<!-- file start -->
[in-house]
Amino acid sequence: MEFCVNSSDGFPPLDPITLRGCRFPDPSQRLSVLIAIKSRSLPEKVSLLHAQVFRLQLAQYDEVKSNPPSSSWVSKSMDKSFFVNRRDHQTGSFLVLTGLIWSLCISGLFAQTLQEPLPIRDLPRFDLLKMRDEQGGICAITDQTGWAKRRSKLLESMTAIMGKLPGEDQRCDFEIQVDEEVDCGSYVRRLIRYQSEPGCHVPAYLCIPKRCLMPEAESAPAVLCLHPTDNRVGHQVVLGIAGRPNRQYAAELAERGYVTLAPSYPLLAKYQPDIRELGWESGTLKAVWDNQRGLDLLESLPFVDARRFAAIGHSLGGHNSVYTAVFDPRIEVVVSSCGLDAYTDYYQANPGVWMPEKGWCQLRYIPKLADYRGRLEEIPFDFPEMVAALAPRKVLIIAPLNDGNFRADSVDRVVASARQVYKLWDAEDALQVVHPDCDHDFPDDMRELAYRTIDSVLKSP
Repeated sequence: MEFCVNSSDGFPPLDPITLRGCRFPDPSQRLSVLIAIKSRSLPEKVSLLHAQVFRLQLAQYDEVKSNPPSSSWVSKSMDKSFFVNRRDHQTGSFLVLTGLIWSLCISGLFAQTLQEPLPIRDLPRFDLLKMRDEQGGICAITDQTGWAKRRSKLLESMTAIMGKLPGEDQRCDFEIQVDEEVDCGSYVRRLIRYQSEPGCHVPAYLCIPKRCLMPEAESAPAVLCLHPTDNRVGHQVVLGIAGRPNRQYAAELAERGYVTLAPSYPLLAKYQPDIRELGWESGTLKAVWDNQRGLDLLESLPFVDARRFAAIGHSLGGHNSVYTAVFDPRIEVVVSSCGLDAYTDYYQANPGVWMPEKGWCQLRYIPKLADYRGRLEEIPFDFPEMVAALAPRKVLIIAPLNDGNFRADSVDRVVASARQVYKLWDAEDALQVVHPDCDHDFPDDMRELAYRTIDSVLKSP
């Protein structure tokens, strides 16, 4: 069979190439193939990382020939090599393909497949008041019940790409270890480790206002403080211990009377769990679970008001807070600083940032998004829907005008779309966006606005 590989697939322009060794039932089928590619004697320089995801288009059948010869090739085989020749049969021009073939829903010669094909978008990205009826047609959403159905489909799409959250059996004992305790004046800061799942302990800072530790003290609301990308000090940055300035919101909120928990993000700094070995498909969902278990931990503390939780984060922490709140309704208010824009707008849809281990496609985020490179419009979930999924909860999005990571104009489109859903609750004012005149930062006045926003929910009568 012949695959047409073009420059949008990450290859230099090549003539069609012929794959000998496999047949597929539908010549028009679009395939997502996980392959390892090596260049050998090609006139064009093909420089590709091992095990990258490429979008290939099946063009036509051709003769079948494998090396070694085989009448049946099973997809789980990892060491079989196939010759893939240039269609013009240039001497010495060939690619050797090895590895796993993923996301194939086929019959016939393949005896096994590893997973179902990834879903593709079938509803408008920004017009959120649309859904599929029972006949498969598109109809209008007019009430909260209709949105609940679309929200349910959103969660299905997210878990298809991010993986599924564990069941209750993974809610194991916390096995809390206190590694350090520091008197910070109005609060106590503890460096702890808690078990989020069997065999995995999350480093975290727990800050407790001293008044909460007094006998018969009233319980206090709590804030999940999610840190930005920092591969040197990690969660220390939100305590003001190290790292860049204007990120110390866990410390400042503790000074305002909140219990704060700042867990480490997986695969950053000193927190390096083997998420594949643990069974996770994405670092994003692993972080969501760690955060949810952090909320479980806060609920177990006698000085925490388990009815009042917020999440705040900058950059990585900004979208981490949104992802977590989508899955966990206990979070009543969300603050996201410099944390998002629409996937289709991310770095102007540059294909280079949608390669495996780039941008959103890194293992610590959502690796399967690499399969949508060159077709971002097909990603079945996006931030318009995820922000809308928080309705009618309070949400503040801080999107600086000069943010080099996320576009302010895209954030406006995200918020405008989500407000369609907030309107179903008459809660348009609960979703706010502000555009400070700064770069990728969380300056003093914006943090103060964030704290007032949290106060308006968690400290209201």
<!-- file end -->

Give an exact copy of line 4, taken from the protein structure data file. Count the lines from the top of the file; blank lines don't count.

């Protein structure tokens, strides 16, 4: 069979190439193939990382020939090599393909497949008041019940790409270890480790206002403080211990009377769990679970008001807070600083940032998004829907005008779309966006606005 590989697939322009060794039932089928590619004697320089995801288009059948010869090739085989020749049969021009073939829903010669094909978008990205009826047609959403159905489909799409959250059996004992305790004046800061799942302990800072530790003290609301990308000090940055300035919101909120928990993000700094070995498909969902278990931990503390939780984060922490709140309704208010824009707008849809281990496609985020490179419009979930999924909860999005990571104009489109859903609750004012005149930062006045926003929910009568 012949695959047409073009420059949008990450290859230099090549003539069609012929794959000998496999047949597929539908010549028009679009395939997502996980392959390892090596260049050998090609006139064009093909420089590709091992095990990258490429979008290939099946063009036509051709003769079948494998090396070694085989009448049946099973997809789980990892060491079989196939010759893939240039269609013009240039001497010495060939690619050797090895590895796993993923996301194939086929019959016939393949005896096994590893997973179902990834879903593709079938509803408008920004017009959120649309859904599929029972006949498969598109109809209008007019009430909260209709949105609940679309929200349910959103969660299905997210878990298809991010993986599924564990069941209750993974809610194991916390096995809390206190590694350090520091008197910070109005609060106590503890460096702890808690078990989020069997065999995995999350480093975290727990800050407790001293008044909460007094006998018969009233319980206090709590804030999940999610840190930005920092591969040197990690969660220390939100305590003001190290790292860049204007990120110390866990410390400042503790000074305002909140219990704060700042867990480490997986695969950053000193927190390096083997998420594949643990069974996770994405670092994003692993972080969501760690955060949810952090909320479980806060609920177990006698000085925490388990009815009042917020999440705040900058950059990585900004979208981490949104992802977590989508899955966990206990979070009543969300603050996201410099944390998002629409996937289709991310770095102007540059294909280079949608390669495996780039941008959103890194293992610590959502690796399967690499399969949508060159077709971002097909990603079945996006931030318009995820922000809308928080309705009618309070949400503040801080999107600086000069943010080099996320576009302010895209954030406006995200918020405008989500407000369609907030309107179903008459809660348009609960979703706010502000555009400070700064770069990728969380300056003093914006943090103060964030704290007032949290106060308006968690400290209201």